The New Jersey Senator has been formally charged
Bob Menendez AFP

Senator Bob Menendez and his wife are still in hot water in the case that has seen them accused of being involved in a wide-ranging bribery scheme. Now, new evidence has arisen regarding the use of gold bars, one of the methods of payment allegedly received.

In a new set of court papers reported by NBC, prosecutors alleged that Nadine Menendez, the senator's wife, told a "a false cover story" to a jeweler, "claiming that the gold had come from her deceased mother." A staffer for Bob Menendez gave a similar explanation.

However, the FBI has said that at least some of the gold bars were bribe payments to the senator. They were allegedly given by Fred Daibes, a New Jersey developer who wanted Menendez to pressure the state's attorney's office to be lenient in the context of a bank fraud case. Two of the gold bars Menendez had in his house had previously belonged to Daibes.

Menendez and his wife also allegedly accepted cash, a luxury car, mortgage payments and other items of value as part of the scheme.

This is not the only case in which Menendez is a defendant. He is also accused of accepting bribes from Wael Hana, a man who wanted help securing a contract with the Egyptian government.

Menendez, who was chair of the Senate Foreign Relations Committee until his indictment in September, is accused of using his position to influence deals on Hana's favor.

Menendez's wife is also involved in the scheme that includes Hana. She stands accused of communicating requests and directives from Egyptian officials to the senator, whose parents hailed from Cuba. The Department of Justice requires all people, companies and other entities who act on behalf of foreign governments to enter a register.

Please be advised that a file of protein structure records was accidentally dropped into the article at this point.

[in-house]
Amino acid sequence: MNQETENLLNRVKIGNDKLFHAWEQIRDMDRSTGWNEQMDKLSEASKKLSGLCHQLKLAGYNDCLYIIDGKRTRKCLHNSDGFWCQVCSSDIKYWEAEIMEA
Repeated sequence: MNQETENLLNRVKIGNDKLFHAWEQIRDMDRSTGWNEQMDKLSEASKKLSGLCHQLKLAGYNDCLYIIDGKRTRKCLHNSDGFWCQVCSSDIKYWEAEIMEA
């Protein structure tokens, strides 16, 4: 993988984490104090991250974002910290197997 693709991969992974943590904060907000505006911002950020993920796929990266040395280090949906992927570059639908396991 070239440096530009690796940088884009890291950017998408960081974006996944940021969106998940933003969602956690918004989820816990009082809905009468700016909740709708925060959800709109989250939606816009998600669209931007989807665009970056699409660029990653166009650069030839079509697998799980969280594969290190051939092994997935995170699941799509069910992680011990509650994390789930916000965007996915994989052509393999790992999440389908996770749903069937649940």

In early January, Menendez was also accused of introducing a member of the Qatari royal family member and prominent figure in the country's investment fund to Fred Daibes before the company invested millions in his real estate project.

Menendez has denied any wrongdoing and used his Latin heritage to deflect criticism as his Capital Hill colleagues call on him to resign.

"Those behind this campaign simply cannot accept that a first-generation Latino American from humble beginnings could rise to be a U.S. Senator and serve with honor and distinction," said Menendez. Even worse, they see me as an obstacle in the way of their broader political goals."

Menéndez and the other defendants could face up to 20 years in prison if convicted of the initial charges. The figure could increase if they were to be found guilty of the new ones.

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